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  5. 5. tshilson 9:14 pm 11/9/2009

    For one, people are getting older and fatter. That would requir more and longer visits. Computerizing the paper works can speed things up, once everyone is past the learning curve.

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  6. 6. Spiff 2:18 pm 11/10/2009

    If one includes the document time (even if you are using your family physician who has ALL your records) and the standard 30 to 90 minutes waiting time for a 15 minute $165.00 appointment, one has to admit that the system has slowed down a tad…

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  7. 7. Betty 1:42 pm 11/11/2009

    Very interesting article. It’s good to see that doctors are spending more time with their patients. I’ve been reading about the importance of the doctor-patient relationship in a book called "Time to Care" by <a href="">Dr. Norman Makous</a>. It is based over sixty years of observations in medical practice. This relationship is a critical part of understanding the patient’s medical situation, making a diagnosis, and applying effective treatment. The book proposes bringing the patient-doctor relationship back to the center of the health-care system. Spending more time with patients can only be a good thing. May the trend continue!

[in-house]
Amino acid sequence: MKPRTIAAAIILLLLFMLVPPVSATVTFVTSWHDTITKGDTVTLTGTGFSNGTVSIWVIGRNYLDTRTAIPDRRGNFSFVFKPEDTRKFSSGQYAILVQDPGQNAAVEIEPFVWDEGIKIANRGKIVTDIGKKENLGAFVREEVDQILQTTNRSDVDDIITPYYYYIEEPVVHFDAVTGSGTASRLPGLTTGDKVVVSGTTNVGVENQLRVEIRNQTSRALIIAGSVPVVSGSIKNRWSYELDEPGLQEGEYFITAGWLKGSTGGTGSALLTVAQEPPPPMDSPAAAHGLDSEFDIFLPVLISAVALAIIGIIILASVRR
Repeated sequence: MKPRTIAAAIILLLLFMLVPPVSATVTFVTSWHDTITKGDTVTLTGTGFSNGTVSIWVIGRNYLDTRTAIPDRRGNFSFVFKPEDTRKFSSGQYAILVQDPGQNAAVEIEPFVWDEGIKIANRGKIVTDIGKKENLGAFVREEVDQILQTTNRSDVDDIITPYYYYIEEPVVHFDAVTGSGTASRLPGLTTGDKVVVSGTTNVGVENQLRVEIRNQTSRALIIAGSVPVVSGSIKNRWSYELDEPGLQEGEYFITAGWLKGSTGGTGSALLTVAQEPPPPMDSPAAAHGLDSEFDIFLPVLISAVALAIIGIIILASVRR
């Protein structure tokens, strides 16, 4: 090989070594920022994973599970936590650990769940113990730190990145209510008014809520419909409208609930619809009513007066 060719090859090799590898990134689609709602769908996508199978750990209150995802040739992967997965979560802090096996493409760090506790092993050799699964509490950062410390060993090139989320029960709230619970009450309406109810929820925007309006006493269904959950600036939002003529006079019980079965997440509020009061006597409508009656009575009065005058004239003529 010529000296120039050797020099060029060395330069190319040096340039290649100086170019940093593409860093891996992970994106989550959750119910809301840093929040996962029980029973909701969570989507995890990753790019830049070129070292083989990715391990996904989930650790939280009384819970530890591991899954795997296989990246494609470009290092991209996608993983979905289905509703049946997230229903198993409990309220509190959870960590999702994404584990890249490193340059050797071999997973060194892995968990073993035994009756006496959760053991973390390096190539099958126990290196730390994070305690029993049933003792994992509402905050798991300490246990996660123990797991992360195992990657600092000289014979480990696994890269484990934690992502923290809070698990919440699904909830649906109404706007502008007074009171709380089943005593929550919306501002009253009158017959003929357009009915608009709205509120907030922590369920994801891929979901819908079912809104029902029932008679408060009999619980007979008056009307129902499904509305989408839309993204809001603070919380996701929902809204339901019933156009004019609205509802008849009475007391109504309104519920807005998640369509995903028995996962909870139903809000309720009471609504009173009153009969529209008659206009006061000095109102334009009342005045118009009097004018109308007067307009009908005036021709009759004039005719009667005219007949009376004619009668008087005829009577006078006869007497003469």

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  8. 8. pradhangeorge 4:03 am 11/12/2009

    So is the system in USA improving, with senior nurses and Medics taking over, and the law waiting to pounce, and the doc giving more pen and less hands to the patient. Here in India, because of the increased knowlej of the patients, and the scare the general public and the media raise, the sick person rushes to the doctor, for even a runny nose,not the general doctor but the the very specialist for any thing wrong he sees or others notice. The natural body is not given a chance to control, and so all the tests and so many medicines are used. as a GP since 1951, it seems to me that this is a progress that is in line with all the other pressures that the 2009 man is put to. The quality of the doctors care is up, as well as the stresses the patients face. so what you have noted is but natural sequence.

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  9. 9. Betty 2:14 pm 11/13/2009

    I see that my link did not take, I will try again: